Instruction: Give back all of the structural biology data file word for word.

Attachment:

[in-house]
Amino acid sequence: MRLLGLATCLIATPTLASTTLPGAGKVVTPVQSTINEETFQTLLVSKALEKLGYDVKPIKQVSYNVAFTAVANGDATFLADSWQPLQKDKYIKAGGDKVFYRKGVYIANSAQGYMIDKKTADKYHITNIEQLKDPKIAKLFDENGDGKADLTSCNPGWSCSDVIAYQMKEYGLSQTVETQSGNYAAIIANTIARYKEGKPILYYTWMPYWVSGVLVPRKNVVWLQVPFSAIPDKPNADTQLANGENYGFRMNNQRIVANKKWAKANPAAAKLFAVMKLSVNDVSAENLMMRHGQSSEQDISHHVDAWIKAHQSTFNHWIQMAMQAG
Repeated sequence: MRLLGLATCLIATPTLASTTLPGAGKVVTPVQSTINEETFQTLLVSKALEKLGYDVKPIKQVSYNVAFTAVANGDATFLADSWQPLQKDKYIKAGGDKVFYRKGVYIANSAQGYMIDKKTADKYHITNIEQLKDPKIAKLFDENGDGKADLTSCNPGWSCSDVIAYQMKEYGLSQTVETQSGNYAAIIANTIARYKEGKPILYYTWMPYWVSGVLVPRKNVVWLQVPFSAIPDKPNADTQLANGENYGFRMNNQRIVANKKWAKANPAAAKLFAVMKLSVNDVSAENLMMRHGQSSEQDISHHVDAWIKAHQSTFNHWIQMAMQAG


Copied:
[in-house]
Amino acid sequence: MRLLGLATCLIATPTLASTTLPGAGKVVTPVQSTINEETFQTLLVSKALEKLGYDVKPIKQVSYNVAFTAVANGDATFLADSWQPLQKDKYIKAGGDKVFYRKGVYIANSAQGYMIDKKTADKYHITNIEQLKDPKIAKLFDENGDGKADLTSCNPGWSCSDVIAYQMKEYGLSQTVETQSGNYAAIIANTIARYKEGKPILYYTWMPYWVSGVLVPRKNVVWLQVPFSAIPDKPNADTQLANGENYGFRMNNQRIVANKKWAKANPAAAKLFAVMKLSVNDVSAENLMMRHGQSSEQDISHHVDAWIKAHQSTFNHWIQMAMQAG
Repeated sequence: MRLLGLATCLIATPTLASTTLPGAGKVVTPVQSTINEETFQTLLVSKALEKLGYDVKPIKQVSYNVAFTAVANGDATFLADSWQPLQKDKYIKAGGDKVFYRKGVYIANSAQGYMIDKKTADKYHITNIEQLKDPKIAKLFDENGDGKADLTSCNPGWSCSDVIAYQMKEYGLSQTVETQSGNYAAIIANTIARYKEGKPILYYTWMPYWVSGVLVPRKNVVWLQVPFSAIPDKPNADTQLANGENYGFRMNNQRIVANKKWAKANPAAAKLFAVMKLSVNDVSAENLMMRHGQSSEQDISHHVDAWIKAHQSTFNHWIQMAMQAG